Background: The prevalence of obesity and asthma has increased in recent decades. We investigated the relationship between body mass index (BMI) and lung function, and also tried to determine if asthma prevalence differs between obese and non-obese children.
Methods: An International Study of Asthma and Allergies in Childhood (ISAAC) video questionnaire survey that included 170,457 students in junior high school was conducted during a 1-year period. Using random selection, 15,761 students were selected for lung function testing; 14,654 (93.0%) completed the lung function tests. Multiple logistic regression analysis was used to analyze the risk factor of asthma, such as atopic diathesis, BMI, exercise habits, smoking and secondary smoking. The detailed comparison in lung functions was plotted by asthmatic versus non-asthmatic, and between both sexes.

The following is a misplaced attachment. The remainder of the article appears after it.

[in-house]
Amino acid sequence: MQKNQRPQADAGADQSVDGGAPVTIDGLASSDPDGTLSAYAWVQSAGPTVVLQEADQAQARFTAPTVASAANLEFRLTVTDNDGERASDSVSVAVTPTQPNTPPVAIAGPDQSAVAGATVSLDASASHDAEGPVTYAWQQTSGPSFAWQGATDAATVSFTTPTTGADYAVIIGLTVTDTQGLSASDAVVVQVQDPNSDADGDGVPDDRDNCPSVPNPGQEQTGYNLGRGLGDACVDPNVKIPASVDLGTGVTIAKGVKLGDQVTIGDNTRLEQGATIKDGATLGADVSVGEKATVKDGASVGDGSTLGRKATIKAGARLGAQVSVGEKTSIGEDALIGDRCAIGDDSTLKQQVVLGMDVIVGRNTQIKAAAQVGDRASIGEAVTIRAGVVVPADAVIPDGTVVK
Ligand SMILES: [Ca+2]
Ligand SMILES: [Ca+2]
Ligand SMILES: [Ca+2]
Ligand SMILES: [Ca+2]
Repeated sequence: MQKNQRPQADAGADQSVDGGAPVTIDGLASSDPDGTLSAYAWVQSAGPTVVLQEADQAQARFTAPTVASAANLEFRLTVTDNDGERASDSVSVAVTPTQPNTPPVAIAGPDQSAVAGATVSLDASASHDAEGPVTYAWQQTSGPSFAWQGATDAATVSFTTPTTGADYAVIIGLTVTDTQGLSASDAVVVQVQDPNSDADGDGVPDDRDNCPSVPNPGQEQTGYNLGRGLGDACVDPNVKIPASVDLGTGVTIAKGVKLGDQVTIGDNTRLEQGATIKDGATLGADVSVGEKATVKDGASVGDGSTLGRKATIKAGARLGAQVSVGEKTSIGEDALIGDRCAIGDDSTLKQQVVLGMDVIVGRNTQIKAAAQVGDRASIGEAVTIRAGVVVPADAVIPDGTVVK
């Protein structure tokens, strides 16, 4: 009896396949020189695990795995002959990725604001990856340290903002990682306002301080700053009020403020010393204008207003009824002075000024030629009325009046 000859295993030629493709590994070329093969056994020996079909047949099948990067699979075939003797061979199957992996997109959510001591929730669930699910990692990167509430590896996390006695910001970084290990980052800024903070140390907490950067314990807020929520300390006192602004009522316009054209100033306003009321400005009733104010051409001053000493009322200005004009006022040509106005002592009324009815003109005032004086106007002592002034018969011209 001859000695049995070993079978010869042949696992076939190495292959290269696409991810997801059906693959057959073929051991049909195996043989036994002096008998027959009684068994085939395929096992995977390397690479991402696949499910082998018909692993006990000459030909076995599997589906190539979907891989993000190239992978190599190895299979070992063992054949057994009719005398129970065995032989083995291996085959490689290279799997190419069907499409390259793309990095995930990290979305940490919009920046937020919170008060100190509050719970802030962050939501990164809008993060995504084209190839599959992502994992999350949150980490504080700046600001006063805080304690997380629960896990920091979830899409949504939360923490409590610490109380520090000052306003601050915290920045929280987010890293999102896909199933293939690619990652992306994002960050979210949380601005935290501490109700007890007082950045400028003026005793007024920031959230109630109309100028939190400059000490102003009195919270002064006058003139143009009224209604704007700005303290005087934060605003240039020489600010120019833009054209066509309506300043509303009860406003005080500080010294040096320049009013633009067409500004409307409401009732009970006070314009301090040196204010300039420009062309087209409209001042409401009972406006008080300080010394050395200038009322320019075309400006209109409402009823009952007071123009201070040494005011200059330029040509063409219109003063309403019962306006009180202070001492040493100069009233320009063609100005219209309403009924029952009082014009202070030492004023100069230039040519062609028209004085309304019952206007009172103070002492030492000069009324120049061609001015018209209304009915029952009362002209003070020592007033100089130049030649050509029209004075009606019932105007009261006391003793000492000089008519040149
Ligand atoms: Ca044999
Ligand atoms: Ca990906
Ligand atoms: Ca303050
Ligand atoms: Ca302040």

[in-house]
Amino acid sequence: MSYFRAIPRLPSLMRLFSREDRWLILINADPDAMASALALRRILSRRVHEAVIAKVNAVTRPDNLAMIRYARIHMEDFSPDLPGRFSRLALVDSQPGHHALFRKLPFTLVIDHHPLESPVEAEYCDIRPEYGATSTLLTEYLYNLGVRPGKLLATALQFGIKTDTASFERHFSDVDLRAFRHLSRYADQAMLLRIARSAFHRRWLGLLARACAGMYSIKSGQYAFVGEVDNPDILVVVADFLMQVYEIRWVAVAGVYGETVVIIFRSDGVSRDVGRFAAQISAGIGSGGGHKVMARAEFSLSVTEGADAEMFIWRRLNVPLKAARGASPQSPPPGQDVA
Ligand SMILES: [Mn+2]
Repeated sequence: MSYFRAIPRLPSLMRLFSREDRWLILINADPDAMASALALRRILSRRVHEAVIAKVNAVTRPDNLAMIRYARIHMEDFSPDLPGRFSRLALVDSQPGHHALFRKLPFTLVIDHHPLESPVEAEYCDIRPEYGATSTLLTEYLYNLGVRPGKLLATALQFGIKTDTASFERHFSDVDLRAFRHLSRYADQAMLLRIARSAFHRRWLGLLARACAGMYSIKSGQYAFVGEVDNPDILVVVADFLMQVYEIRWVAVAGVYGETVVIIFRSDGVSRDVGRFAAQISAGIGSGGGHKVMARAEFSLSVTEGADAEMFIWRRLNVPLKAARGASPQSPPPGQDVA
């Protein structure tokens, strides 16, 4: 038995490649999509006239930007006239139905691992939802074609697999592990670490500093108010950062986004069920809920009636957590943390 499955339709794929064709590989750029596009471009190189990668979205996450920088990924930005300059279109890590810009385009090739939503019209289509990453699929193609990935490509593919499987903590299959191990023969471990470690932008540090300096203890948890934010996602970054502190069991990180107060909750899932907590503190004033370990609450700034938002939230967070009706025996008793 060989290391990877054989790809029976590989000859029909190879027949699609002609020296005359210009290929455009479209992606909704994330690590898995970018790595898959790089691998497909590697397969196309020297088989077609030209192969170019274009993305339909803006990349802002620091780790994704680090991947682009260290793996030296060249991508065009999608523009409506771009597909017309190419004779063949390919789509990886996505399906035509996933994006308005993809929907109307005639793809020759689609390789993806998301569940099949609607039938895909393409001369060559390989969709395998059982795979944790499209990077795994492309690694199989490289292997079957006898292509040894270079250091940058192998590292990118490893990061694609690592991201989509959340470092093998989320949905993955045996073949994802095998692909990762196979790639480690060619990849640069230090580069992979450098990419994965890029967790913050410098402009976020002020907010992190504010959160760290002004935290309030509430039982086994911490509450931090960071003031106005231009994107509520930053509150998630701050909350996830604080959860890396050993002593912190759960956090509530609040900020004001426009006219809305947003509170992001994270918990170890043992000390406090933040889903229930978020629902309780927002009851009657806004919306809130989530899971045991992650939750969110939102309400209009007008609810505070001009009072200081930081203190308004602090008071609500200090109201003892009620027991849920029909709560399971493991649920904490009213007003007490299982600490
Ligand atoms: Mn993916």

Results: The risk factor of ISAAC-identified asthma were male sex, atopy, elevated BMI, higher education levels of the parents (higher than senior high school), family smoking >or=1 pack/day, self-reported smoking. The prevalence of asthma increased as BMI elevated in both sex. The FEV1/FVC declined as BMI elevated in both sex. The thin and underweight male students had declined FEF 25-75% and PEF.
Conclusions: Extreme BMI is associated with different lung function impairment. This study showed that high BMI in both sexes was associated with low FEV1/FVC and low BMI in males are associated with poor PEF and FEF 25-75% and contributed to the symptoms of asthma.
(c) 2009 Wiley-Liss, Inc.